Cognitively/perceptually; he also knew that there would really be nothing doing out to the right with the sea of Miami-blue jerseys that were out in front of him. He stumbles over the would-be tackler ever-so-briefly but his eyes are looking up to give a quick scan on what his best plan of attack may be. It’s at this point (OK; honestly probably much earlier when he was about to take the first blow from the initial defender), that a reactive running back’s instincts must really take over and he must stop thinking and just simply move! For a movement specialist such as me; this is also the time that I can really begin to evaluate the movement patterns that occur when he starts playing in an involuntary nature and chaos that is the NFL.
His blockers then realize that something special is about to occur and they better get their selves engaged or they won’t make the highlights on ESPN the next day. This includes a gutsy performance from Bernard’s quarterback, Andy Dalton, who elects to make his way down field and throw some blocks for his running back, as well.
At this point, angular sprinting took primary importance for Bernard. It’s ironic to me how few training specialists actually train their guys for higher speed angular movement like this when it’s relatively easy movement skill to practice though it’s very demanding on the body. However, it’s also very independent from linear sprinting as it puts extreme torques on the inside plant leg especially as movement velocity increases. In this way though, Bernard quickly covers ground especially in comparison to his peers. He moves in this fashion all the way up to around the 30 yard line where he begins to decelerate himself slightly knowing that a short cutback may be needed at anytime based on the job that his blockers have done out in front of him clearing guys towards the outside.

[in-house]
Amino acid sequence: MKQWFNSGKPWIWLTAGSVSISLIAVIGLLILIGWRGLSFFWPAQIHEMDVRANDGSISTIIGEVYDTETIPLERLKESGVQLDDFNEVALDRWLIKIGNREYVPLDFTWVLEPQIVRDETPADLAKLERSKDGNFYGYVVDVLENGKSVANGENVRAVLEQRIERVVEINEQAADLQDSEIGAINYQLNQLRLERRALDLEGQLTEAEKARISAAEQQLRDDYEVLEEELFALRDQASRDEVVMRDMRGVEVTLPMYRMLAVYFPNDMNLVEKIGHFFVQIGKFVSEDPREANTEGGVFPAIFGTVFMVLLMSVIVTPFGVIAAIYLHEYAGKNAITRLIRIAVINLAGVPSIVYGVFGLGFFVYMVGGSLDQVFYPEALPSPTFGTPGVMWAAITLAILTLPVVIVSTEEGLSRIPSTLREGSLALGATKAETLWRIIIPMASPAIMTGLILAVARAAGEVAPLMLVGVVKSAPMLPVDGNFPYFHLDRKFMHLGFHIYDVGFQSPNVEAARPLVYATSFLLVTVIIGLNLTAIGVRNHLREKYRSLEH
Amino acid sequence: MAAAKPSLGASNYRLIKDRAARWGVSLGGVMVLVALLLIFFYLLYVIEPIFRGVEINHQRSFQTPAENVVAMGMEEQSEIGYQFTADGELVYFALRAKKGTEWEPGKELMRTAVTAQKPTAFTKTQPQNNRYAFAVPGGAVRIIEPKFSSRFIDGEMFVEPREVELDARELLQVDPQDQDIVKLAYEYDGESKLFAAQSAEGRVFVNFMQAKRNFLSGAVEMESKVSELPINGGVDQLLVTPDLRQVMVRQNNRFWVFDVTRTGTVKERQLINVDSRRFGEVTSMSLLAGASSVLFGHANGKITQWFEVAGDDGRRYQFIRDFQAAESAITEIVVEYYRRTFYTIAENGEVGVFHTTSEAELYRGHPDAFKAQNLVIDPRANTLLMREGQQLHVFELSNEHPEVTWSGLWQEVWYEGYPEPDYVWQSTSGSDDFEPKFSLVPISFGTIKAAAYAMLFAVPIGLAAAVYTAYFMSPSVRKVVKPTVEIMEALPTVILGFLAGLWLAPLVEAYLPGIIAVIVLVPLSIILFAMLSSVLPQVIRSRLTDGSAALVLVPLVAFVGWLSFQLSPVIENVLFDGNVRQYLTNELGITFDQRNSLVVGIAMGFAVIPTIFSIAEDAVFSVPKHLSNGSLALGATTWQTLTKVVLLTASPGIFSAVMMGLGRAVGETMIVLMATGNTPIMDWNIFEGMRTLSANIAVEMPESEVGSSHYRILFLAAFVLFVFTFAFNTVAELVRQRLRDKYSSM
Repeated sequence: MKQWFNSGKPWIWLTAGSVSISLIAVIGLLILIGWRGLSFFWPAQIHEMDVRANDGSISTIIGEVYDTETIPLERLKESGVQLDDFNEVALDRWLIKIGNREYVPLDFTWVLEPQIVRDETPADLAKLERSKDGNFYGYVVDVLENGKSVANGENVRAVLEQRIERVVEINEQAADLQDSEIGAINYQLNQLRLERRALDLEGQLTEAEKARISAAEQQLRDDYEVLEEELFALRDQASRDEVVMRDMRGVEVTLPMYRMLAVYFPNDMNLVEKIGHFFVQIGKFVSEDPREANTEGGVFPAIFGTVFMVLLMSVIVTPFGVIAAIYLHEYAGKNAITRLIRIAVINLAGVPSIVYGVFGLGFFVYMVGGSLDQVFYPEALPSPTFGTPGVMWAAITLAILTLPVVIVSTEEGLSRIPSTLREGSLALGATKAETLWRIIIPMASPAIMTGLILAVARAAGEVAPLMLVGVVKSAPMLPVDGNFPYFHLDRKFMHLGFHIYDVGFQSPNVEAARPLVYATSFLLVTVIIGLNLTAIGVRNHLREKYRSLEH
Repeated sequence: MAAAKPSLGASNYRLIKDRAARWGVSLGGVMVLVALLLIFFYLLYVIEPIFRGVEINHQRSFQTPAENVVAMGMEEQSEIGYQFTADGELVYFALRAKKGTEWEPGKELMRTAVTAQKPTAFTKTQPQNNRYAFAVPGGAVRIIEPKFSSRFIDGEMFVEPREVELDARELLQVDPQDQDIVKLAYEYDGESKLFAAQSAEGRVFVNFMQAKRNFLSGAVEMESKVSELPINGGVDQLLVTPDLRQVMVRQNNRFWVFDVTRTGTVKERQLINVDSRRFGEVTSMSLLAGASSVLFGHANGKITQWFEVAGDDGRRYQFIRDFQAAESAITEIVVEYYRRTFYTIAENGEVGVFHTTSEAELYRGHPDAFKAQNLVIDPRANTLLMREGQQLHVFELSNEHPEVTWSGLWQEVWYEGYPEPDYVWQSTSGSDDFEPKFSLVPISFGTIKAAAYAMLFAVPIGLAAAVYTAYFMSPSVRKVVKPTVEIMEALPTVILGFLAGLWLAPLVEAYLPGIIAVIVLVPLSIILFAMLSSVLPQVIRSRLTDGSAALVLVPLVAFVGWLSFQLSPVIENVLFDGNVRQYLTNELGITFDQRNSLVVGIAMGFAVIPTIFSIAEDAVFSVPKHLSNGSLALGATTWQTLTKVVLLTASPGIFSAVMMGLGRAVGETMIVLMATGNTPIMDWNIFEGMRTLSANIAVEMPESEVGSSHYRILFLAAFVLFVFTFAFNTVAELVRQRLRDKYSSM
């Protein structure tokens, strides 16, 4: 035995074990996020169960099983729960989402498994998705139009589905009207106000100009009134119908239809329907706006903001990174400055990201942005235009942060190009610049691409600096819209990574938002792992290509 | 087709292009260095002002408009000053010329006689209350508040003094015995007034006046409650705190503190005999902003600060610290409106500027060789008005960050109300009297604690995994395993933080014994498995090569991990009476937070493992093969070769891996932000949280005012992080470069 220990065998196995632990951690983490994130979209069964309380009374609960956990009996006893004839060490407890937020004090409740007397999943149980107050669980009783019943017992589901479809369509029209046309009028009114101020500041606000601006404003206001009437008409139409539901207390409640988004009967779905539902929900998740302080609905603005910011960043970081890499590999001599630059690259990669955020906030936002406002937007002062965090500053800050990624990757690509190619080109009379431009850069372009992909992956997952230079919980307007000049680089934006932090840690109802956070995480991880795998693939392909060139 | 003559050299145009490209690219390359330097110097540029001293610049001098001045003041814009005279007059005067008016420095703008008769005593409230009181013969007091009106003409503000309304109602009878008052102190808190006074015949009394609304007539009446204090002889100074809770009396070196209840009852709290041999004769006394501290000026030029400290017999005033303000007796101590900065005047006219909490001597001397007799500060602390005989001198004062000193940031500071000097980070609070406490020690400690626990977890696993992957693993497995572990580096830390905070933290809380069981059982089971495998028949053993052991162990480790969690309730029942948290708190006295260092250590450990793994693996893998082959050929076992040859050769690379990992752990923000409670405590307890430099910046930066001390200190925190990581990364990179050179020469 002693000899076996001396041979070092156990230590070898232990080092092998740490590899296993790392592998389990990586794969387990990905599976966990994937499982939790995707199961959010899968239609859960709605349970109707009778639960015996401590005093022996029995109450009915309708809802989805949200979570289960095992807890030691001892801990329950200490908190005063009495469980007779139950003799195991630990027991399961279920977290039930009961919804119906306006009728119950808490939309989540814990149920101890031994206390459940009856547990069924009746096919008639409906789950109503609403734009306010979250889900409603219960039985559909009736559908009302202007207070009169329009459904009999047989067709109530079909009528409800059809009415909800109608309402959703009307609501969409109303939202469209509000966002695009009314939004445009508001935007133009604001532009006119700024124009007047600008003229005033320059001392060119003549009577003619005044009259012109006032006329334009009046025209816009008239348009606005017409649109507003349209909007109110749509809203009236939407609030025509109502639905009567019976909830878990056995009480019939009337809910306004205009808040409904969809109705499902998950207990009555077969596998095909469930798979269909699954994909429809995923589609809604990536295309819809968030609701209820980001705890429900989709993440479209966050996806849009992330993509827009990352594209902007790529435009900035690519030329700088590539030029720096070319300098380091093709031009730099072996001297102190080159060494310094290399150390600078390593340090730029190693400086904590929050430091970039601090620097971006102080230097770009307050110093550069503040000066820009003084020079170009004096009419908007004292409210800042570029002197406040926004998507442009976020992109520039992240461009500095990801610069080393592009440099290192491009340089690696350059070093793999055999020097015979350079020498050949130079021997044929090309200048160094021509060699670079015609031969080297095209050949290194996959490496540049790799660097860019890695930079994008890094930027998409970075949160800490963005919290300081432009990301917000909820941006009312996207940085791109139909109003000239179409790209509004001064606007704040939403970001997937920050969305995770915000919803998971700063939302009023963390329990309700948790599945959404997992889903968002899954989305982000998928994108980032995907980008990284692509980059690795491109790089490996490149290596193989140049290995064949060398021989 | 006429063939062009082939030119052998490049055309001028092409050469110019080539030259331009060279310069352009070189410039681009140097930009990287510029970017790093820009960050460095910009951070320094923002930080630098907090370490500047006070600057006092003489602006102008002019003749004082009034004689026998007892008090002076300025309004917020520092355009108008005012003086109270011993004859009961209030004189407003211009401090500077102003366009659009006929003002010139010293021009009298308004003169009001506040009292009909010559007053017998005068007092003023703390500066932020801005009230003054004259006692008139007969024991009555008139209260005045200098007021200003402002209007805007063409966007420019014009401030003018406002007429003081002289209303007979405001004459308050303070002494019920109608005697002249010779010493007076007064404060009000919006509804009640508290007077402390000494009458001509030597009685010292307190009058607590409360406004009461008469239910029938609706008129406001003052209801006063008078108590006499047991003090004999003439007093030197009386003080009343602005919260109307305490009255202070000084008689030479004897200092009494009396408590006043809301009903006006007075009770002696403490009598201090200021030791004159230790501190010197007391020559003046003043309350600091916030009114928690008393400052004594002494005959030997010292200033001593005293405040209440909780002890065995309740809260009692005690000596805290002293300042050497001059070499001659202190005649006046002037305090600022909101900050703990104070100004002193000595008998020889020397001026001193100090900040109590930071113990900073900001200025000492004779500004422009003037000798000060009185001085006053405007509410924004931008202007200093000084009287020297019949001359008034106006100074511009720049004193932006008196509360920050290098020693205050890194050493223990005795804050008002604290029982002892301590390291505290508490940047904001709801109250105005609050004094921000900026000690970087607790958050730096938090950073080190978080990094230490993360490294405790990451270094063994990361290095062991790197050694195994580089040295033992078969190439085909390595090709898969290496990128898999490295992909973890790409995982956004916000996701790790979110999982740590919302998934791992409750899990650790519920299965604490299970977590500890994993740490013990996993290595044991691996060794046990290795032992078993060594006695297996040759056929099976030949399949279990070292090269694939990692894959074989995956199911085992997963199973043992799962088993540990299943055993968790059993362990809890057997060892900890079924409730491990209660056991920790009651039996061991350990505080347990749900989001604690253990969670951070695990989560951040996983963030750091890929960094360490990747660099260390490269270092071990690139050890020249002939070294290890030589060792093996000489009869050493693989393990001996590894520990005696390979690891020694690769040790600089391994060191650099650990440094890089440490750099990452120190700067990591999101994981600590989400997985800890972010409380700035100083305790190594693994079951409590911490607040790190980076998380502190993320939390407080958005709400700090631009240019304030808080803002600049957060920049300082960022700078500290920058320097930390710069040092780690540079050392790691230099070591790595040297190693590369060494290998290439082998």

He starts to gain control in his deceleration here with some of the best short distance, sport lunge movement actions that I see anywhere among players in the NFL. This allows him many options as well as the ability to move quickly and change direction in any way that he may elect to do so based on what opportunities the environment may give him. He shortens his steps to allow this to happen and covers 10-12 yards in this fashion. He keeps his feet up underneath him so he doesn’t get too off balance or overly committed to one singular direction.
Based on what he is reading, he uses a cutback to the middle of the field here and even though he begins to stumble ever so slightly (you would be stumbling at this point too after what kind of distances he had to cover very rapidly during the course of this play from side-to-side) but was way too close to lose his control now. Speaking of which; based on the crazy dynamic nature of the way he moves, he often finds himself in off-balance or unstable unilateral (i.e. one-leg) positions while on the field. I noticed it so far this season as well as back to his time at UNC last year. However, he has fantastic unilateral strength and proprioception (i.e. control of his body and its units when it gets perturbed in anyway).
Of course, he then finishes the play off with an empathetic somersault to add a little cherry on top of the sundae of a play I just broke down and you can see for yourself here!